Thermaltake Commander MS-III
This computer case differs from the MS-II in its front panel but both are based on the same chassis. The removable façade has got a fourth 5.25-inch bay, which is supported by the chassis design, and is overall structured differently, but that’s the only difference between the two models.
The interior is the same as in the MS-II with the addition of a fourth quick fastener for an open 5.25-inch bay. The chassis design is identical.
So, the MS-III is only different in its front part which is larger, making the whole computer case larger than the MS-II. Just like in the MS-II, the front panel has a plastic frame, a foam-rubber dust filter, and a metallic exterior mesh. It is secured on metallic “petals” as well.
The MS-III wouldn’t be any different from the MS-II in terms of ventilation, so we decided to test it with an additional fan set in its front part to cool the disk rack. We used a Thermalright TR-FDB-12-1300 for that.
The accessories are the same as you get with the Commander MS-II except for the different product name on the user manual.
The I/O connectors have moved into the middle of the front panel but still include headphone & microphone sockets in between one USB 2.0 and one USB 3.0 port.
The Power and Disk indicators have changed their shape but, like in the MS-II, are too bright. Their holes in the front panel are smaller, however, so they are only distracting when you’re looking straight at them.
Everything we’ve said above about assembling a computer in the MS-II applies to the MS-III, too. There is only one unpleasant nuance. The cables of the front-panel I/O ports get in the way of the HDD in the top bay. You can install an HDD there but the quick fastener may snap under pressure.
By the way, it is rather confusing that the quick fastener has to be turned clockwise to unlock and counterclockwise to lock (this refers to all the three Commander MS series products and to the external bays of the Level 10 GTS). Fastening something is usually associated with a clockwise movement.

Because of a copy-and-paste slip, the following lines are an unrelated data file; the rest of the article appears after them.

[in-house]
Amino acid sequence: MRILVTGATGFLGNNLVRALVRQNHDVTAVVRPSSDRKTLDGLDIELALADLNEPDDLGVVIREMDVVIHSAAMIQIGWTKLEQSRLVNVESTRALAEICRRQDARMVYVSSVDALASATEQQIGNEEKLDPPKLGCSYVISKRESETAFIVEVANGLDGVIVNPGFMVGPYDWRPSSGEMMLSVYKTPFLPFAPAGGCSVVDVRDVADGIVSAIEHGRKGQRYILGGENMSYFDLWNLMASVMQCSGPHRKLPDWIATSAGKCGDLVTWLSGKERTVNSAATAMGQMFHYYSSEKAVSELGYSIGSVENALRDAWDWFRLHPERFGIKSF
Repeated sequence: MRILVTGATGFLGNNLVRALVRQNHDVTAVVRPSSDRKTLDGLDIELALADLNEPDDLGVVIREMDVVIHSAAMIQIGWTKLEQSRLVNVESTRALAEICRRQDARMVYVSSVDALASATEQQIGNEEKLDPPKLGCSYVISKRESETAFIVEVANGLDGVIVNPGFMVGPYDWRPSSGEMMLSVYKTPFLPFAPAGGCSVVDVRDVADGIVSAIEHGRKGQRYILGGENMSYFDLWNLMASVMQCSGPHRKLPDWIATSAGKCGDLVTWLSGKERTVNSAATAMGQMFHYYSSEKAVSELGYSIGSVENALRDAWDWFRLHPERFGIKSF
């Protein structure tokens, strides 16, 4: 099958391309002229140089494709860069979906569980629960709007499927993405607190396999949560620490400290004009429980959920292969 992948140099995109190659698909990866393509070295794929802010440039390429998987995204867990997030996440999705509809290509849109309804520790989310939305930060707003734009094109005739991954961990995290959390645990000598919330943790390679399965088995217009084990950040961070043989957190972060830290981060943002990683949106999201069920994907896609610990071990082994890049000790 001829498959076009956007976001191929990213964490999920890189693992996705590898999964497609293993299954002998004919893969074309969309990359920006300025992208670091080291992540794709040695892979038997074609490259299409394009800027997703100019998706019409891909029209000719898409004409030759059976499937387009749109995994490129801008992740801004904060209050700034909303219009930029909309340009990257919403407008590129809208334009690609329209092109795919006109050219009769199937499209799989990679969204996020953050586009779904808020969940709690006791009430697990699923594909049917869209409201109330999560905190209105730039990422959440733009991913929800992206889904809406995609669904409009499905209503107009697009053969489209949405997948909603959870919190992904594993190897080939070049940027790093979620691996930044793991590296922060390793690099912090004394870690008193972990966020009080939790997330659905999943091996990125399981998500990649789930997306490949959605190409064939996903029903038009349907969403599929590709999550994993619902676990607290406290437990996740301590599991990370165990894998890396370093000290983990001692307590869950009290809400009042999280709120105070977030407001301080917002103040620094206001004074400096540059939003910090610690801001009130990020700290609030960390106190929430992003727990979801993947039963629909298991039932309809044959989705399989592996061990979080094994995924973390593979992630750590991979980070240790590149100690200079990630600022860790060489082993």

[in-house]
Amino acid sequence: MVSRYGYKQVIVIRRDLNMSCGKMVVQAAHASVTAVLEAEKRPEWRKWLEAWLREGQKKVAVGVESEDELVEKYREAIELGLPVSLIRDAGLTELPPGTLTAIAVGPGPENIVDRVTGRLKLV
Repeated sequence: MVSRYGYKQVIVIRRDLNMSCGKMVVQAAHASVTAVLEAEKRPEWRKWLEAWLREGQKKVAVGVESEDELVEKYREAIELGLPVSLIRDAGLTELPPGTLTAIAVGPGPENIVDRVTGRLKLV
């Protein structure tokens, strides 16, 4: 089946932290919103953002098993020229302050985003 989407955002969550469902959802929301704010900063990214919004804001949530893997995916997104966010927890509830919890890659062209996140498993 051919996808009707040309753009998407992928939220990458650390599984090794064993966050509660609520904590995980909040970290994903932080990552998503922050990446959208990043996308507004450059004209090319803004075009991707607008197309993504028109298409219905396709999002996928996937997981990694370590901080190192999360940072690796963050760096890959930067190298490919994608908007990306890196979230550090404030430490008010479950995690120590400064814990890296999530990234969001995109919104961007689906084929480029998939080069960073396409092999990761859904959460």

The ventilation system is identical to the MS-II’s: a preinstalled highlighted 120mm fan on the back panel (rotating at 690 RPM in the mainboard’s Silent mode), one fan seat on the front, side and bottom panel each, and two places for 120mm fans at the top of the chassis. Every fan seat, except for the side and back-panel ones, is equipped with a dust filter.
The additional fan we installed opposite the HDD rack was rotating at 790 RPM in the mainboard’s Silent mode.
The MS-III looks less aggressive than the MS-II but we guess that the main difference between the two models is not about design but about component layout. The MS-III is supposed to stand on a desk with its I/O connectors in the middle of the front panel whereas the MS-II, with its I/O connectors at the top, is meant to stand on the floor.
- USB 3.0 support
- Affordable pricing
- Nice-looking exterior
- Unexpectedly rigid chassis
- Can accommodate a lot of hard drives
- Offers a lot of places for fans
- Good protection against dust
- Thin metal
- No dedicated cable compartment
- Too bright LED indicators
- Cable from the I/O connectors gets in the way of the HDD in the top bay
- Only one fan by default (but it’s got highlighting)